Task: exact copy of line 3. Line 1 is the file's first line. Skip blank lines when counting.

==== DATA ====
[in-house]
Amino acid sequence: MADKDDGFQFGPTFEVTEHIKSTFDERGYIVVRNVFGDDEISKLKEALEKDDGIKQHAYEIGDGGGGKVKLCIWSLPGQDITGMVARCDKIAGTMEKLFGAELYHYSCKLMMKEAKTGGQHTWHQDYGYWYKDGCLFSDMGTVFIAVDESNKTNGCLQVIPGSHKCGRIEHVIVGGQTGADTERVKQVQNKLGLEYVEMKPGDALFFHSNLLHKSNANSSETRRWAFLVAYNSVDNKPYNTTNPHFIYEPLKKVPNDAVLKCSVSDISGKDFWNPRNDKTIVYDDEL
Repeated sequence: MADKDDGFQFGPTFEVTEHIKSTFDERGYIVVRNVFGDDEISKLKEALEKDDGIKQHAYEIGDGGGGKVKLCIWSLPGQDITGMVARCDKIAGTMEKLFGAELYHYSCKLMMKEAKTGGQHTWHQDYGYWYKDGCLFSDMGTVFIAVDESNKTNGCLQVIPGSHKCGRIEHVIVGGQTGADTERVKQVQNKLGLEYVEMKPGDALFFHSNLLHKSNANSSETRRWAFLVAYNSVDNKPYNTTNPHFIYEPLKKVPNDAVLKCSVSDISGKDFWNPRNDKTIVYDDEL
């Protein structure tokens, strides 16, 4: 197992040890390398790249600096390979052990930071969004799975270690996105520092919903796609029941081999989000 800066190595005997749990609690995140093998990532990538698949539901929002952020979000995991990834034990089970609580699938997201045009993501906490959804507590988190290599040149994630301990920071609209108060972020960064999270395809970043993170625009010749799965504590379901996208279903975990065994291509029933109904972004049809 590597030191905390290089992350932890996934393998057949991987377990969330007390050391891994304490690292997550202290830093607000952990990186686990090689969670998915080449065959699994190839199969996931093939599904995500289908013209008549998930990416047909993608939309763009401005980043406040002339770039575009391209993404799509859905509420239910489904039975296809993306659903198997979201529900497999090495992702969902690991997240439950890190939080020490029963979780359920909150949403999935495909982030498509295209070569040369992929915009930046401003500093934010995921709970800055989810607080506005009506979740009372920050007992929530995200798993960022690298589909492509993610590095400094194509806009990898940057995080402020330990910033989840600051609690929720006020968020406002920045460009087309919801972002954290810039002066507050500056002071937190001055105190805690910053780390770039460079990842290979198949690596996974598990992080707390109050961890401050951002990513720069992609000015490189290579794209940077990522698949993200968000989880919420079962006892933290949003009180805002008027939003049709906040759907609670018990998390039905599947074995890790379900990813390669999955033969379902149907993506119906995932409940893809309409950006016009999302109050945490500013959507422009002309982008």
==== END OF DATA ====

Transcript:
Repeated sequence: MADKDDGFQFGPTFEVTEHIKSTFDERGYIVVRNVFGDDEISKLKEALEKDDGIKQHAYEIGDGGGGKVKLCIWSLPGQDITGMVARCDKIAGTMEKLFGAELYHYSCKLMMKEAKTGGQHTWHQDYGYWYKDGCLFSDMGTVFIAVDESNKTNGCLQVIPGSHKCGRIEHVIVGGQTGADTERVKQVQNKLGLEYVEMKPGDALFFHSNLLHKSNANSSETRRWAFLVAYNSVDNKPYNTTNPHFIYEPLKKVPNDAVLKCSVSDISGKDFWNPRNDKTIVYDDEL